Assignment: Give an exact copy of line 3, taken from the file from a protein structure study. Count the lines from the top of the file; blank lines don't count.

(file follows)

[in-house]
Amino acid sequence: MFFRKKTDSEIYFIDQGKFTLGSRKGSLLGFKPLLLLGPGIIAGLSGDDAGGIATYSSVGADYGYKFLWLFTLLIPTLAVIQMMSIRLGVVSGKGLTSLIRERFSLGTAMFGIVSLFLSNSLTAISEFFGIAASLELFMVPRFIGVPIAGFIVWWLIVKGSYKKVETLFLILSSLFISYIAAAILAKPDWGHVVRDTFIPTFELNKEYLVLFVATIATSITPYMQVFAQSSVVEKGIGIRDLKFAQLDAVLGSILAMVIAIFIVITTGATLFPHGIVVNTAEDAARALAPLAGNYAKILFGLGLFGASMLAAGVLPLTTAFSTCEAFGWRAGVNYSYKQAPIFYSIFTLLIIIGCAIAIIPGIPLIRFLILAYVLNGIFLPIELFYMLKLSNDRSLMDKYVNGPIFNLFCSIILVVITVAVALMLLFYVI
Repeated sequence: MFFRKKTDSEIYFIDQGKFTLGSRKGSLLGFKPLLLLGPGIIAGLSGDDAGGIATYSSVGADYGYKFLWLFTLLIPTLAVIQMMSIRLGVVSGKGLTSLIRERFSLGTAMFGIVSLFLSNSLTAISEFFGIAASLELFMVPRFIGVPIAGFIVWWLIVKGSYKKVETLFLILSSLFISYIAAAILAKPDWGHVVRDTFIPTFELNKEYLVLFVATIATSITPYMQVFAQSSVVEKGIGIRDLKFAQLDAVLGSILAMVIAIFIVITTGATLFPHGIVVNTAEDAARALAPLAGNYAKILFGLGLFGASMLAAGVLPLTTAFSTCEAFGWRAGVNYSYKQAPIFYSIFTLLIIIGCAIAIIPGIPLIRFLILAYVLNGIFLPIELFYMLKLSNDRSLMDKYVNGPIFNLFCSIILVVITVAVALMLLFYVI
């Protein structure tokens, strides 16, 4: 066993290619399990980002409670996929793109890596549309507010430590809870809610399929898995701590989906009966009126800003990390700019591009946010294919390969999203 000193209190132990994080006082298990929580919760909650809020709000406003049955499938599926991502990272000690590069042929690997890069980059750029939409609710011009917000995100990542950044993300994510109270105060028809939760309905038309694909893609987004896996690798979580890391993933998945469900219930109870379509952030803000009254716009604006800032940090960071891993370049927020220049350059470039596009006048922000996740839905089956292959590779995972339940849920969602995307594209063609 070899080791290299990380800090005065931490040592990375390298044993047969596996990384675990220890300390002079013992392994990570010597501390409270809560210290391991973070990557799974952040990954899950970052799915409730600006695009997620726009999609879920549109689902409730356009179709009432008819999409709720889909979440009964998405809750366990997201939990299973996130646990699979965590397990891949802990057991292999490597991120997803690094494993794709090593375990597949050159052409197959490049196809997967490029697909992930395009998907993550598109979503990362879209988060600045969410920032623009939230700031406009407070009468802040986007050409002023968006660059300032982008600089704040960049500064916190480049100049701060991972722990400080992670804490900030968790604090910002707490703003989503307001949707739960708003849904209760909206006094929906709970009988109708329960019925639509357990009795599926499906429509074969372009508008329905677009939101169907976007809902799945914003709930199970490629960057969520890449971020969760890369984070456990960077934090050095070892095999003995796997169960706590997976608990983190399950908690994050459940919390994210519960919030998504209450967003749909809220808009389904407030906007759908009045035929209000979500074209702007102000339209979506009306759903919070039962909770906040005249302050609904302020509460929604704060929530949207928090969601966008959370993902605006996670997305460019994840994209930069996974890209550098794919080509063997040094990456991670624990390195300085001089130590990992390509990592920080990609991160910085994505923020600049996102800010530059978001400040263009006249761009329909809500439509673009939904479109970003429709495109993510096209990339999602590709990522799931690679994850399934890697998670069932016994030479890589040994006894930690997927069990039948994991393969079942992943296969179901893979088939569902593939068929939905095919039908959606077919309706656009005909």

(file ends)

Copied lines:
Repeated sequence: MFFRKKTDSEIYFIDQGKFTLGSRKGSLLGFKPLLLLGPGIIAGLSGDDAGGIATYSSVGADYGYKFLWLFTLLIPTLAVIQMMSIRLGVVSGKGLTSLIRERFSLGTAMFGIVSLFLSNSLTAISEFFGIAASLELFMVPRFIGVPIAGFIVWWLIVKGSYKKVETLFLILSSLFISYIAAAILAKPDWGHVVRDTFIPTFELNKEYLVLFVATIATSITPYMQVFAQSSVVEKGIGIRDLKFAQLDAVLGSILAMVIAIFIVITTGATLFPHGIVVNTAEDAARALAPLAGNYAKILFGLGLFGASMLAAGVLPLTTAFSTCEAFGWRAGVNYSYKQAPIFYSIFTLLIIIGCAIAIIPGIPLIRFLILAYVLNGIFLPIELFYMLKLSNDRSLMDKYVNGPIFNLFCSIILVVITVAVALMLLFYVI